Real-time PCR

MV induced an increase in mRNA levels of two important muscle-specific E3 ligases (atrogin-1 and MuRF-1) belonging to the ubiquitin-proteasome system of proteolysis (Fig. 3). Interestingly, treatment with angiotensin-(1–7) lowered the expression of these two mRNA (2.82 ± 2.20 and 20.27 ± 23.81 respectively), even if the difference was statistically significant only for atrogin-1 mRNA levels (p = 0.035), if compared to vehicle group (6.58 ± 4.62 and 29.43 ± 30.97 respectively). In Ang-(1–7) + A-779 and Ang-(1–7) + A-779 + PD groups, atrogin-1 mRNA levels did not differ from vehicle group, whereas MuRF-1 mRNA levels seemed to have a reduction more pronounced in Ang-(1–7) + A-779 group.

Fig. 3
figure 3

Real-time PCR. CTRL (n = 6): unventilated controls; vehicle (n = 6): VIDD + saline treatment; Ang-(1–7) (n = 6): VIDD + Ang-(1–7) treatment; Ang-(1–7) + A-779 (n = 6): VIDD + Ang-(1–7) + A-779 treatment; Ang-(1–7) + A-779 + PD (n = 6): VIDD + Ang-(1–7) + A-779 + PD123319 treatment; *p = 0.035 vs vehicle; °p = 0.041 vs vehicle

Analogously to CSA results, levels of myogenin mRNA significantly (p = 0.041) decreased in Ang-(1–7)-treated rats compared to vehicle group (3.42 ± 2.62 versus 10.25 ± 8.37), and rats treated with antagonists of Mas and AT2R receptor, as already seen in histological analysis, had low myogenin mRNA levels.

Western blot

LC3B II levels were non-significantly (p = 0.051) lower in rats treated with angiotensin-(1–7) compared to vehicle group (Fig. 4). Similar levels were found in rats treated with both receptors inhibitor. The group treated with Mas inhibitor had LC3B II levels similar to vehicle.

Fig. 4
figure 4

Western blot analysis: autophagy-related protein (LC3B II). Vehicle (n = 11): VIDD + saline treatment; Ang-(1–7) (n = 10): VIDD + Ang-(1–7) treatment; Ang-(1–7) + A-779 (n = 9): VIDD + Ang-(1–7) + A-779 treatment; Ang-(1–7) + A-779 + PD (n = 7): VIDD + Ang-(1–7) + A-779 + PD123319 treatment


The RAS is involved in skeletal muscle atrophy, indeed Ang-II acts as key peptide in the regulation of skeletal muscle function, by affecting the tissue structure and muscular contraction in muscle diseases [28, 29]. Conversely, Ang-(1–7) with its receptor Mas [30] can increase muscle strength in dystrophic mice [17] and reduce the muscle atrophy induced by Ang-II. Therefore, the aim of this study was to test the effects of Ang-(1–7) treatment on the diaphragmatic injury induced by the prolonged MV with neuromuscular blocking agent. We have recently [24] demonstrated beneficial effects on the lungs of Ang-(1–7) in a rat model of ARDS. Ang-(1–7) administration during prolonged MV was safe and well tolerated, with no effects on hemodynamics.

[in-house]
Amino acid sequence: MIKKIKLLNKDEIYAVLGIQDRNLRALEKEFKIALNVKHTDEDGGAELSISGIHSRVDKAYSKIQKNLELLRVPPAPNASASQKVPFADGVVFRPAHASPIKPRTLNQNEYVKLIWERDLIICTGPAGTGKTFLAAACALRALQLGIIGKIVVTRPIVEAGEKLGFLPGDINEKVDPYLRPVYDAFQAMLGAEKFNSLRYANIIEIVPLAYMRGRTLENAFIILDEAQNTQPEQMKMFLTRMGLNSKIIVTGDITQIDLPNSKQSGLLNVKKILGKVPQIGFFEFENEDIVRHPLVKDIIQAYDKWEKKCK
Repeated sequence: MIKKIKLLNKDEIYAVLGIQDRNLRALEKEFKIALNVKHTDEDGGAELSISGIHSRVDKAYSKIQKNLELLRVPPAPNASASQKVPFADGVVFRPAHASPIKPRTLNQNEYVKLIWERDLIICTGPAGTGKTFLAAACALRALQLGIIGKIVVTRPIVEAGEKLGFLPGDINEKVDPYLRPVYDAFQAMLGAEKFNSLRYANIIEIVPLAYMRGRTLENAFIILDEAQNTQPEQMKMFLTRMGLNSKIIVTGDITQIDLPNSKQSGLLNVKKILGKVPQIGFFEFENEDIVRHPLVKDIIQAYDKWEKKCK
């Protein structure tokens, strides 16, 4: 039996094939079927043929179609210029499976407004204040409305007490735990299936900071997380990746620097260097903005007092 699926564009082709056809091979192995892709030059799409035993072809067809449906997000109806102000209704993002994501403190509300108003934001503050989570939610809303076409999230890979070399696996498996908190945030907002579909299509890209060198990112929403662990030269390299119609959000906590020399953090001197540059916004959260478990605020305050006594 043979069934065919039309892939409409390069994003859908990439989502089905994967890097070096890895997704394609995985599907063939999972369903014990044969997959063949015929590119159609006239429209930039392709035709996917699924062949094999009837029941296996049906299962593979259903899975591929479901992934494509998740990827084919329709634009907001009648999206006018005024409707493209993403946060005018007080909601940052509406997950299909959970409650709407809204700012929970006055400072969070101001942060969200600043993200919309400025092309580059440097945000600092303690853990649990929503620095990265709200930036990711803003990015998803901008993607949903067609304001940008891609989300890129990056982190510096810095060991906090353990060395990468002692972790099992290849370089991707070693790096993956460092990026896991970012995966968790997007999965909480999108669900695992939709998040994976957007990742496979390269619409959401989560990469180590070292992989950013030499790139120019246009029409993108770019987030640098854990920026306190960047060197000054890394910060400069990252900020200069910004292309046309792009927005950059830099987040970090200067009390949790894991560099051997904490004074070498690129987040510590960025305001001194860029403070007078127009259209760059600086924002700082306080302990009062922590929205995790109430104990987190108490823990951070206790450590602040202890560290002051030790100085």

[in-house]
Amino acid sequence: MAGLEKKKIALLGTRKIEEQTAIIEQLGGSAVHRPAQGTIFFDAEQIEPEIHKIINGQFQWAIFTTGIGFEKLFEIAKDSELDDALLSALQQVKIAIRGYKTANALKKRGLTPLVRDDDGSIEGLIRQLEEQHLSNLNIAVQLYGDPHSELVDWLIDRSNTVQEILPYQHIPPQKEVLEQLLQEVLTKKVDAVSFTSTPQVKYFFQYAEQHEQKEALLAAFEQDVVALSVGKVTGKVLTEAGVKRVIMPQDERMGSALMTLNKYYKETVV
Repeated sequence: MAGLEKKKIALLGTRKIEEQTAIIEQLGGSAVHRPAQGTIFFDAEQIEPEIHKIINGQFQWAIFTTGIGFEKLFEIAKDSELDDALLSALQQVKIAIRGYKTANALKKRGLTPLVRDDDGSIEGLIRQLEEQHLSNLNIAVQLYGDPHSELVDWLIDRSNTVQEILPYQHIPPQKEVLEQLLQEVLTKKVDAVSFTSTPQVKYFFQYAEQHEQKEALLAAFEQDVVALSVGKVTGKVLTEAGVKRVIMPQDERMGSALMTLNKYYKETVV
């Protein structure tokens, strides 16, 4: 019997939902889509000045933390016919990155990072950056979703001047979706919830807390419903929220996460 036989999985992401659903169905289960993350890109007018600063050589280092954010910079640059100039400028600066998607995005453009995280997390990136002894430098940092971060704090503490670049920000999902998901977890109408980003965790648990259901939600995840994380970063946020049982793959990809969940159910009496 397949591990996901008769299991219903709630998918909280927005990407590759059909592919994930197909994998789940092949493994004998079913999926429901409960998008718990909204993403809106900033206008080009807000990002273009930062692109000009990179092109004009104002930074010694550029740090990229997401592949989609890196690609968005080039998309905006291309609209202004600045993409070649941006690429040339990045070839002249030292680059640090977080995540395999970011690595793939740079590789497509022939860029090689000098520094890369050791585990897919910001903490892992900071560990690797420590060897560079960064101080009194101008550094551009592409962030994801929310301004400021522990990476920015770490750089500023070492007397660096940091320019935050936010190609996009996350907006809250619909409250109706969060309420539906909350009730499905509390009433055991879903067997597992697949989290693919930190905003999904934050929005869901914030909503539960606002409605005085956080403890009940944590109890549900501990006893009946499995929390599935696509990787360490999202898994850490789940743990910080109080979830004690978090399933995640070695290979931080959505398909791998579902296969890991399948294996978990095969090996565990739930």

Diaphragm contractile properties

In this study, we decided to ventilate the rats only for 8 h, in order to evaluate the early changes in contractility of the diaphragm and the potential effect of the treatment of Ang-(1–7) on the diaphragm functions. As expected, MV induced a significant reduction in diaphragmatic contractility in response to electric stimulation, as shown in Fig. 1, where the force-frequency curves from all four ventilated groups were shifted toward the bottom of the graph.

Main effects of angiotensin-(1–7) treatment

From the functional standpoint, Ang-(1–7) did not induce an improvement of the contractility force. The main finding of this study is the protective role of Ang-(1–7) treatment on the muscular fibers of the diaphragm: the CSA and the myogenin mRNA levels were significantly higher and lower, respectively, than in vehicle group. The reduced CSA is an index of diaphragmatic atrophy that occurs also in clinical settings in the first hours of MV. Myogenin is a muscle regulatory factor, whose levels are pronounced after MV [31], and is implicated as modulator of fiber phenotype [32]. Myogenin mRNA is mainly found in slow-twitch muscle [33], so its high levels are correlated to fibers switching from fast to slow [32]. Since the balance between protein degradation and protein synthesis regulates skeletal muscle fiber size, the reduction in muscular atrophy may depend on the levels of atrogin-1 and MuRF-1. Eight hours of MV induced an increase of their mRNA levels, as shown in Fig. 3, but they were reduced in Ang-(1–7) group. Atrogin-1 and MuRF-1 are specific E3 ligases, belonging to ubiquitin-proteasome system, that play an important role in muscle protein degradation and in skeletal muscle atrophy [34, 35]. Numerous studies in humans and animals demonstrated that MV stimulated the expression of E3 ligases along with an increase in ubiquitinated proteins [36,37,38]. In order to get a basic estimate of autophagy activity, we measured the protein levels of LC3B II, a microtubule-associated protein. Autophagy is an important cellular process that involves sequestration of proteins and cell organelles in autophagosomes and degradation in lysosomes, which is activated in response to a variety of stress-related diseases [39]. In our study, LC3B II levels tended (p = 0.051) to be reduced in Ang-(1–7) group compared to vehicle, showing an anti-autophagic effect.